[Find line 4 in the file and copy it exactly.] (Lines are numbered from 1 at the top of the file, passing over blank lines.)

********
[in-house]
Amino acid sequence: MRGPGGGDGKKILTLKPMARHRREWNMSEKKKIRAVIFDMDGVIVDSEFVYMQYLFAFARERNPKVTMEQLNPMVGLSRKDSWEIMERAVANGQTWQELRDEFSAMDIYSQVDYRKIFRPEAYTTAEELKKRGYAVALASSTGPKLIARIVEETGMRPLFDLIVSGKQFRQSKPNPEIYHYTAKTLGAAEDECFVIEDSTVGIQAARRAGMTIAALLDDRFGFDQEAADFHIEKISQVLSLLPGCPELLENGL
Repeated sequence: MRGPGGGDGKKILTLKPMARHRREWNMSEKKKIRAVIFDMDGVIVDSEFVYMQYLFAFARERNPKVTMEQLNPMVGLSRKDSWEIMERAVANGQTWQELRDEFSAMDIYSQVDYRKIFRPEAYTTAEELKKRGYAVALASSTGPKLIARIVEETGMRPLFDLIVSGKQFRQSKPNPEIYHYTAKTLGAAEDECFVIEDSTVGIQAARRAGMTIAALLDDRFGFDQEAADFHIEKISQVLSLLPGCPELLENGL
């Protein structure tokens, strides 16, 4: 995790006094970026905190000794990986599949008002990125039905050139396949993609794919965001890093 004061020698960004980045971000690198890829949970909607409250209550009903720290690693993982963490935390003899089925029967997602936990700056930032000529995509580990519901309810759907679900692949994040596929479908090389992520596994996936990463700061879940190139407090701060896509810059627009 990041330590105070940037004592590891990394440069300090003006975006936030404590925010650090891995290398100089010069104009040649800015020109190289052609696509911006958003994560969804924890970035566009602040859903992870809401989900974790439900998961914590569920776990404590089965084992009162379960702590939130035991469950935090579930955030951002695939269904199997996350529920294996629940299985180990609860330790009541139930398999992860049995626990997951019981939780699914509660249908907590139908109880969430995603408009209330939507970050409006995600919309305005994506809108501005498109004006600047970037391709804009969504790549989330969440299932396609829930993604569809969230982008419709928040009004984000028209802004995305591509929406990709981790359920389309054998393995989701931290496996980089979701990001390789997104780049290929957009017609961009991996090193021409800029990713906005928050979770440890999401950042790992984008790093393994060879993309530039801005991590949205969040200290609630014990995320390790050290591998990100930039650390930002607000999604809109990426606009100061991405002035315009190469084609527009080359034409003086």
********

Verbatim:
């Protein structure tokens, strides 16, 4: 995790006094970026905190000794990986599949008002990125039905050139396949993609794919965001890093 004061020698960004980045971000690198890829949970909607409250209550009903720290690693993982963490935390003899089925029967997602936990700056930032000529995509580990519901309810759907679900692949994040596929479908090389992520596994996936990463700061879940190139407090701060896509810059627009 990041330590105070940037004592590891990394440069300090003006975006936030404590925010650090891995290398100089010069104009040649800015020109190289052609696509911006958003994560969804924890970035566009602040859903992870809401989900974790439900998961914590569920776990404590089965084992009162379960702590939130035991469950935090579930955030951002695939269904199997996350529920294996629940299985180990609860330790009541139930398999992860049995626990997951019981939780699914509660249908907590139908109880969430995603408009209330939507970050409006995600919309305005994506809108501005498109004006600047970037391709804009969504790549989330969440299932396609829930993604569809969230982008419709928040009004984000028209802004995305591509929406990709981790359920389309054998393995989701931290496996980089979701990001390789997104780049290929957009017609961009991996090193021409800029990713906005928050979770440890999401950042790992984008790093393994060879993309530039801005991590949205969040200290609630014990995320390790050290591998990100930039650390930002607000999604809109990426606009100061991405002035315009190469084609527009080359034409003086």